Flash fiction: the crumbs of a larger meal

Published 3:56 pm Friday, January 20, 2023

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All authors want to tell some kind of story. But they can do that in a wide variety of ways. And, of course, a wide variety of lengths.

Some writers can be excessively wordy to fill up pages and pages of more than one book. They find one really interesting story, character, or setting, and then they just keep writing and writing and writing and writing about that.

Robert Jordan’s “The Wheel of Time” fantasy series, for example, is 14 books long.

Terry Pratchett’s “Discworld” series – which covers a whole cast of different characters who live on the titular Discworld – spans 45 novels in total.

Famed mystery writer Agatha Christie wrote a ton of stories featuring the fictional detective Hercule Poirot. And by “a ton of stories,” I mean 33 novels, 50 short stories, and two plays. Poirot sounds like he must be a really busy guy!

I’d never heard of “The Destroyer” series by Warren Murphy and Richard Sapir before, but as of 2018 it’s a staggering total of 152 novels. You’d really have to invest in a lot of free time to make your way through that one, I think.

These are only just a few examples of long-running book series! Plenty of other authors have accomplished that feat as well.

Then you have the writers who keep their story contained to one novel, but then they make that novel much longer than expected.

Some examples you might have heard of include “Les Miserables” by Victor Hugo (over 545,000 words), “War and Peace” by Leo Tolstoy (approximately 600,000 words in the English translation), and “Infinite Jest” by David Foster Wallace (over 543,000) words. There were some examples I found that were over 1 million words, but I’d never heard of the titles or the authors, so I just assume that not many people have had the time to read those books. (I know I don’t.)

Victor Hugo, who also penned “The Hunchback of Notre Dame,” has a reputation for being rather long-winded. For example, he spends quite a good deal of time in “The Hunchback” going into detail about French architecture. And “Les Miserables” contains one of the longest sentences ever, clocking in at 823 words long! (It’s really quite an abuse of semi-colons.) For comparison, many of the articles I write for this newspaper are not even that long, and they contain several properly punctuated sentences.

Personally, I don’t think I could ever write a massively long novel. I remember struggling to hit the minimum wordcount for essays in school. I’d just rather get straight to the point than meander around with extra things that aren’t important. You’ll never catch me detailing French architecture unless it’s going to be of vital importance later! Otherwise, use your own imagination.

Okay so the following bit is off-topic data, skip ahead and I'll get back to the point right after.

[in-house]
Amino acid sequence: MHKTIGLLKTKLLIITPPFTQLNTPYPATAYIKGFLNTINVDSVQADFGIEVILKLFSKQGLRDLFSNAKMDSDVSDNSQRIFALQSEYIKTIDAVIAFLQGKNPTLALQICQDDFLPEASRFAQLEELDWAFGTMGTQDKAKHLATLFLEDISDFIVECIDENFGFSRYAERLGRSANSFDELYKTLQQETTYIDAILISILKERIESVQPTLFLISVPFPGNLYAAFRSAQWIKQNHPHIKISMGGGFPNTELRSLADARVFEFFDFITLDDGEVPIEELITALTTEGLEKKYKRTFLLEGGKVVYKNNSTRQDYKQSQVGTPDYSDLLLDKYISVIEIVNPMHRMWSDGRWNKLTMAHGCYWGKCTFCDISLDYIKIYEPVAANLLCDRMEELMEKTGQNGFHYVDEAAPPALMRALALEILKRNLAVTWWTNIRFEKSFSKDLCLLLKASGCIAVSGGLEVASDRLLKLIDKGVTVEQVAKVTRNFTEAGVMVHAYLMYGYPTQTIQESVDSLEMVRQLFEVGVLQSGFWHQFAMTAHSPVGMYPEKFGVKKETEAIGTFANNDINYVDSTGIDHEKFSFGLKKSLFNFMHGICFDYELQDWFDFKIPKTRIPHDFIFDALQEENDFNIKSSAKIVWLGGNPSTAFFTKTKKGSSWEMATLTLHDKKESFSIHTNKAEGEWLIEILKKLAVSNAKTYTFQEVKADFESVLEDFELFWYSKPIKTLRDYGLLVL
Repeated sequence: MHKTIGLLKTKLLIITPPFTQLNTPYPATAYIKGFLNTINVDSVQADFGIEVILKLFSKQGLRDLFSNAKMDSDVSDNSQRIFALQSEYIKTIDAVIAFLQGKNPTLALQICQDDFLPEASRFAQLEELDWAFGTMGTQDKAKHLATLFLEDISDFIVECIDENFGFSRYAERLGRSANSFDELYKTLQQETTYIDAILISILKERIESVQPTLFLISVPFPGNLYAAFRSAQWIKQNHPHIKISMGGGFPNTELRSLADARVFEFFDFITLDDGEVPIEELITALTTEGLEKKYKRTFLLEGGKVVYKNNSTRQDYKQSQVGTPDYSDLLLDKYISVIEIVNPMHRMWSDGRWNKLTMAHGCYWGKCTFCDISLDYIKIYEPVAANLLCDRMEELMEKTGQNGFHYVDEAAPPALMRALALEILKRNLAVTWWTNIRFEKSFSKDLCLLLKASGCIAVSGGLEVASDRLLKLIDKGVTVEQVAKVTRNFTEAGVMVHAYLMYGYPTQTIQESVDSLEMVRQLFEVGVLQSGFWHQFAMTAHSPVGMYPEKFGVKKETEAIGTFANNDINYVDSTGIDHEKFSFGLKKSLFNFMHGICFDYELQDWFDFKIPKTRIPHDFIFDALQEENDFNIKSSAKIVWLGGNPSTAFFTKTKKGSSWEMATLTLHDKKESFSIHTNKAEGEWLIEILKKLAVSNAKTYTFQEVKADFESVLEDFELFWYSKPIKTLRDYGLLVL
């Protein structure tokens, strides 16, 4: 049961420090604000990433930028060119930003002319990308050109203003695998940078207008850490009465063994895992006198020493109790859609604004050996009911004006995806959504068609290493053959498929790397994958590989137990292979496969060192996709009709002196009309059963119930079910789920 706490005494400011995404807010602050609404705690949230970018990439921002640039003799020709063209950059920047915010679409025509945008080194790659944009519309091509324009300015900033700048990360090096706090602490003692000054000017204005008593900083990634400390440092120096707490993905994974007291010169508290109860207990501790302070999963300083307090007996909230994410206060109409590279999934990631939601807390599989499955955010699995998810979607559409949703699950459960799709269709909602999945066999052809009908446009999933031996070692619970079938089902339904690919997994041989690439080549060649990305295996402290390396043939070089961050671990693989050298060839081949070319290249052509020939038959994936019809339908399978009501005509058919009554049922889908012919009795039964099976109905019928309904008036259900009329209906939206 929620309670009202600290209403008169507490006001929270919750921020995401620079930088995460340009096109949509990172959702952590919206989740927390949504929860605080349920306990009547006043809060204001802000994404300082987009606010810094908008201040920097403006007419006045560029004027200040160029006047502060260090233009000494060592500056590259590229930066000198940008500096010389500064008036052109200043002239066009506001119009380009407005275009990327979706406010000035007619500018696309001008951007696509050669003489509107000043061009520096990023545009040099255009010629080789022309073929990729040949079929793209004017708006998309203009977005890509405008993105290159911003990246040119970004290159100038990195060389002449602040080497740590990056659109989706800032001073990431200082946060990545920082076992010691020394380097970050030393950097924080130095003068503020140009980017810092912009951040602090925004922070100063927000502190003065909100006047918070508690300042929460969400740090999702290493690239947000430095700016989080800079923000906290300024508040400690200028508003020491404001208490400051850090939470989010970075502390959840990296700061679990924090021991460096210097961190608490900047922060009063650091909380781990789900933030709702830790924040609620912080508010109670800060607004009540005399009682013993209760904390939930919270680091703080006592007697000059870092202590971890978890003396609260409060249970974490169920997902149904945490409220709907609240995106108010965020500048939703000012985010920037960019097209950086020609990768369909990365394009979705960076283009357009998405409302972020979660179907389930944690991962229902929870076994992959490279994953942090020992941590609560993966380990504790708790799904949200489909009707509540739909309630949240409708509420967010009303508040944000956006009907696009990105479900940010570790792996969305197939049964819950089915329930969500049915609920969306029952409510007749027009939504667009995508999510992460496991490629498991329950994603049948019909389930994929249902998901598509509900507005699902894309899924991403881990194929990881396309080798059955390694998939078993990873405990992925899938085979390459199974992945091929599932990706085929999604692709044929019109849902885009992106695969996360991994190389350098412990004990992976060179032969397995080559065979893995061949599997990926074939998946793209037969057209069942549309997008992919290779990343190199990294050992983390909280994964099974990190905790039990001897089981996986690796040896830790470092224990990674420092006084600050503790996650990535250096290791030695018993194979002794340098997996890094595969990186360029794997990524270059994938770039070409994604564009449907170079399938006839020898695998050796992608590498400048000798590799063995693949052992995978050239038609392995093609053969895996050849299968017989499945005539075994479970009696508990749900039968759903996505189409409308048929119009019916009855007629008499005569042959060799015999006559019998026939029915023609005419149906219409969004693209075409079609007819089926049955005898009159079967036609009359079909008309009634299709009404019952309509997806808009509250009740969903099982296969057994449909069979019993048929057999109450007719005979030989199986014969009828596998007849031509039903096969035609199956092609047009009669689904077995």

Luckily for the less-wordy folks like me, there are other options to tell a story in a smaller amount of space. There are novellas, which are typically between 10,000 to 40,000 words, and short stories, which are usually under 10,000 words.

These mediums are a nice way to enjoy a story if you don’t have as much time to sit down and focus on reading for hours and hours. I like to think of short stories as a snack! Just as nice as a full meal, but quicker to devour.

My personal favorite short stories are little horror tales, like the iconic works of Edgar Allen Poe, or thought-provoking science fiction, like the multitude of stories from Isaac Asimov. But, like long novels, a short story can span any genre of writing. They’re not all the same boring stories you were forced to read in high school English class.

What I have been fascinated with lately, however, is flash fiction. The shortest of the short stories, they’re like the littlest crumbs from whatever you’re snacking on. A flash fic can be as long as 1,000 words, or as short as only a few words. I like to think of them more like snapshots. With such a small number of words to work with, you’re only getting a glimpse of what could be a fuller, larger story.

Flash fiction lets the audience fill in the blanks. It doesn’t get bogged down in unnecessary tangents. A masterful writer can weave together a satisfying story with only the barest bones of plot or setting.

But you don’t have to be a masterful writer to write flash fiction. It can also simply be a good writing exercise if the idea of composing a long novel or novel series feels too daunting to tackle.

Try it out for yourself.

Pick a random word, or use a word generator on the internet, to serve as the focus for your flash story, and then build things up around that word. You can convey a single moment in time or explore a particular emotion. And because the story is so short, you don’t even have to worry about giving your character a name if you don’t want to. (Sometimes, names and titles are the hardest part.)

There are really no rules. Just have fun with it!

What kinds of stories can you tell with the fewest number of words? The possibilities are practically endless, and you can make a story out of anything. Or, well, almost anything. I don’t know about the rest of you, but I’m definitely not going to be writing a dissertation about French architecture anytime soon!

Holly Taylor is a Staff Writer for Roanoke-Chowan Publications. Contact her at holly.taylor@r-cnews.com or 252-332-7206.